Web Sites Offer Exposure To High School Athletes
Posted February 28, 2005 10:34 a.m. EST
RALEIGH, N.C. — How much would you pay to get your child a college scholarship? Online recruiting is a growing business. Parents shell out hundreds, even thousands of dollars, to get college coaches to notice their student-athlete, but is it worth it?
After countless hours in the batting cage and thousands of pitches, Zach Huttie is tossing around plans for the future.
"My dream is to play college baseball," he said.
The Athens Drive High School junior does not have $1 million arm attracting scouts, so his father paid for his promotion with one of dozens of online recruiting Web sites.
"One of the things we're relying on them to do is contact a lot of coaches that my son sees that are interested in him, and act like our marketing agent," said Joe Huttie, Zach's father.
One of those online recruiting Web sites, Recruitzone.com, is expanding to North Carolina. The company charges 300 to $1,300. The promise is exposure for athletes looking to hit on a scholarship. A company spokesman admits his company does not work much with major athletic programs, but he said he has landed plenty of free tuition.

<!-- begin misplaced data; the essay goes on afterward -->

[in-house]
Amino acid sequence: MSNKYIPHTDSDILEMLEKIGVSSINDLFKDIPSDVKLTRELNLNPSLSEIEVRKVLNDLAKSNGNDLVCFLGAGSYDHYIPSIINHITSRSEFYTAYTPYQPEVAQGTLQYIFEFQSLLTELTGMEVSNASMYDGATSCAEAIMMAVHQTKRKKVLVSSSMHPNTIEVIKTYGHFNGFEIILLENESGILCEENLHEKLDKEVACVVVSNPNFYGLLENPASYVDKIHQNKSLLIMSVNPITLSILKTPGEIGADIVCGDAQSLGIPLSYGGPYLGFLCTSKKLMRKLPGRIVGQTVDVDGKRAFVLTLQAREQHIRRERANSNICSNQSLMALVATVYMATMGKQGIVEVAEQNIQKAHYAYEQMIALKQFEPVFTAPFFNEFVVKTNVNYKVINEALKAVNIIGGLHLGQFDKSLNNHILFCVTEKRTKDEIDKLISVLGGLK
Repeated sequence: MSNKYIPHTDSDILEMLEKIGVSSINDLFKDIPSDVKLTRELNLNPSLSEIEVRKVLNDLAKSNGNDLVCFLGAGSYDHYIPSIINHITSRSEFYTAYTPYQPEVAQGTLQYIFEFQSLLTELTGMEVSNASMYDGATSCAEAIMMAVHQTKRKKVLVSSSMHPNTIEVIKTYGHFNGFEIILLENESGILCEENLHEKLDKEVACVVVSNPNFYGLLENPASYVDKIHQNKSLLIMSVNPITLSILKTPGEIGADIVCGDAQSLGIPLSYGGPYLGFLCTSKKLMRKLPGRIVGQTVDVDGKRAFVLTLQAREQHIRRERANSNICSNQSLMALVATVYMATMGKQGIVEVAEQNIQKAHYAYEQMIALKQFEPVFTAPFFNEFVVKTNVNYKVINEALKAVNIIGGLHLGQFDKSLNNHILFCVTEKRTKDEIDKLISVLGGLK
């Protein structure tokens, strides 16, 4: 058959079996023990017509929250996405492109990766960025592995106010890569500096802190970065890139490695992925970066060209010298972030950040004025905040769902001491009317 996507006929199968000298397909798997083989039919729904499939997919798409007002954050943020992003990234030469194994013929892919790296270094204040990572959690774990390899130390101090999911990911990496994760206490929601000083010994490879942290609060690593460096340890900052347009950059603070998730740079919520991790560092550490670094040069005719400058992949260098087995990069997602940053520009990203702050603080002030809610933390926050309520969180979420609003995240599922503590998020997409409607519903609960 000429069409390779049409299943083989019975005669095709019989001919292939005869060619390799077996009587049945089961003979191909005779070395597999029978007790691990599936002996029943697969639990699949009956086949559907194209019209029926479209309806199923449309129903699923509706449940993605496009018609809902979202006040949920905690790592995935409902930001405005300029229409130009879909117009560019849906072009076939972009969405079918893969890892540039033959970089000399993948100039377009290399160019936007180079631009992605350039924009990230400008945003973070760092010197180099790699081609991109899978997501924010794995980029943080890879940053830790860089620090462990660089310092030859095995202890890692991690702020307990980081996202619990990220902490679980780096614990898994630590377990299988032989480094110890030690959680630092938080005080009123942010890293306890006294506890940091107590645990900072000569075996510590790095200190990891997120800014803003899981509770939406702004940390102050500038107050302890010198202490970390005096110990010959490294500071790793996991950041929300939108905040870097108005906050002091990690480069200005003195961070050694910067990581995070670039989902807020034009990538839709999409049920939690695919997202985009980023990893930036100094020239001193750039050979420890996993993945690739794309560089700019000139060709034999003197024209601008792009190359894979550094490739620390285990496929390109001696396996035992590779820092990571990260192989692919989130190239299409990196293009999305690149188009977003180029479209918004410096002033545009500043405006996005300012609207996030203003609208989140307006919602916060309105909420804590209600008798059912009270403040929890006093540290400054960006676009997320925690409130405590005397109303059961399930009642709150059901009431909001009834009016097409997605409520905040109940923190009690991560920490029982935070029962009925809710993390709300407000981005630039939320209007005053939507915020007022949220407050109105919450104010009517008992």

Athens Drive High School Athletics Director Ron Williams said he feels for most parents, it is too high of a cost for too little return.
"If it were my child, I wouldn't want to do that," he said.
You do not have to pay thousands of dollars to get your child noticed by college coaches, there are some sites that are free to student athletes."
Even Web sites that charge cannot guarantee results, but to Huttie, it is worth it.
"There is a cutoff. You have to measure what they can do for you, and what it's going to cost," he said.
Recruiting Web sites cannot guarantee scholarships with payment. NCAA rules prohibit athletes from hiring an agent. Web sites skirt that issue by promising only exposure.